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Methinks "Public Service" and "benefits to subscribers" are not necessarily the same thing.
On Dec 23, 2020 10:40 AM, Bruce Bowman <bruce.bowman@...> wrote:
Folks -- Just sharing a few more thoughts that I'm having on Basic groups then I'll exit from this discussion.
1) Lacking most of the online features, and only storing 1 GB in attachments, the primary impact of a [new] Basic group seems to be email volume. A large group sends more emails with each post. An active, small group sends more posts, but to fewer addresses. The hard part is monitoring that in real time...not only to bill for it, but also to keep the Owner abreast of how many charges they're racking up. Until someone comes up with a good alternative, I have to go with the idea of limiting the number of subscribers.
2) If 100 isn't a good cutoff number, we need to be talking about what is. There was a post in Group_Help back in October asking for help migrating a Yahoo group of 90,000. The "right" number probably lies somewhere in between. I don't know what that might be, but even if it was 1000, we'd still be hearing from those whose groups have 1001.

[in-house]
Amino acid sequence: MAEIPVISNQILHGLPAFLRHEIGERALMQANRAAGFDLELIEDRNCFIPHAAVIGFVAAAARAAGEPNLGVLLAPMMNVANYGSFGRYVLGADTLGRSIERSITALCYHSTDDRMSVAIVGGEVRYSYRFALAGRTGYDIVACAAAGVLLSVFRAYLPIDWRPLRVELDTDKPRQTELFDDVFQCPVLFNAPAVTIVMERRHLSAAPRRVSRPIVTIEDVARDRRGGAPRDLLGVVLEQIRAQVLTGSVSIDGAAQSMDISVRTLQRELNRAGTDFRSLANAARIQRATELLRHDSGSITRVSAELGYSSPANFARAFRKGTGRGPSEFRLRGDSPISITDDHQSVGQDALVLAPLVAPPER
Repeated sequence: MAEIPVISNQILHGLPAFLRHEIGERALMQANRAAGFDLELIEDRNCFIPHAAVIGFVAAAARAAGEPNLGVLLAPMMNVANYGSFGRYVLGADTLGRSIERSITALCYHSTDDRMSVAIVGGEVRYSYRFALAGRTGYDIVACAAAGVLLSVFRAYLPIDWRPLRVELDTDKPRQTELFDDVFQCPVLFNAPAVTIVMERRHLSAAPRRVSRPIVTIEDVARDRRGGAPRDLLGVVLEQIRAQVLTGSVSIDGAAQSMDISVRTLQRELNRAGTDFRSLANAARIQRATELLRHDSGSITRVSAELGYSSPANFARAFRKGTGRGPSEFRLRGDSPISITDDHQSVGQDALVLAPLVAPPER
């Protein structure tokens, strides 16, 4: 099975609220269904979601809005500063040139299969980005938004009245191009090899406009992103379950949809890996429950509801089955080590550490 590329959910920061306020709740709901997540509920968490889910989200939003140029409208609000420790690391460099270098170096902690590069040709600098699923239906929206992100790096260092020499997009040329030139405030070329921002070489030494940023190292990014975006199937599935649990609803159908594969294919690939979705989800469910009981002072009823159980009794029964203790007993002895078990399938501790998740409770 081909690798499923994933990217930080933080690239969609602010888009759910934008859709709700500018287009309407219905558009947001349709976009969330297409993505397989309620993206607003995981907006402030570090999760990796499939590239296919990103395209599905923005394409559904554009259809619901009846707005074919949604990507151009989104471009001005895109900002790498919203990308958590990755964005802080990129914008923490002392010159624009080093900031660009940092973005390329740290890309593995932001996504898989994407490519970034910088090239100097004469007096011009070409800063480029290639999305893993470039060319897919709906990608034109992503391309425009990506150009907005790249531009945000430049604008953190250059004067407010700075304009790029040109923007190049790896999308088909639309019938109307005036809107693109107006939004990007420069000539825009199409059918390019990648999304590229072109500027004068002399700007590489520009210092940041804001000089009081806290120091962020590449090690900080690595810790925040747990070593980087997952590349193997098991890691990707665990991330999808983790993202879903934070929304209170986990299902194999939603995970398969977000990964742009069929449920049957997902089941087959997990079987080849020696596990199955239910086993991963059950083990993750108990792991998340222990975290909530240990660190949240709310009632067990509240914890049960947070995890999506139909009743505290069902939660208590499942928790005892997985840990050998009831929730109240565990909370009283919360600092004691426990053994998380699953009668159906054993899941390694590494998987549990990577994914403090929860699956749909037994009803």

Given the vacuum of information on what it costs groups.io to send 100,000 emails (or whatever), I'm in no position to argue with the current proposal. I do know that whatever the cost may be, it's coming directly out of Mark's pocket.
3) I've seen a handful of posts from people suggesting their Basic group ought to be exempt from the pricing structure because it provides a public service. This begs the question whether any Owners here have a group that provides no benefit to its subscribers. Show of hands? I didn't think so. Sorry, but such considerations cannot be part of the groups.io business model.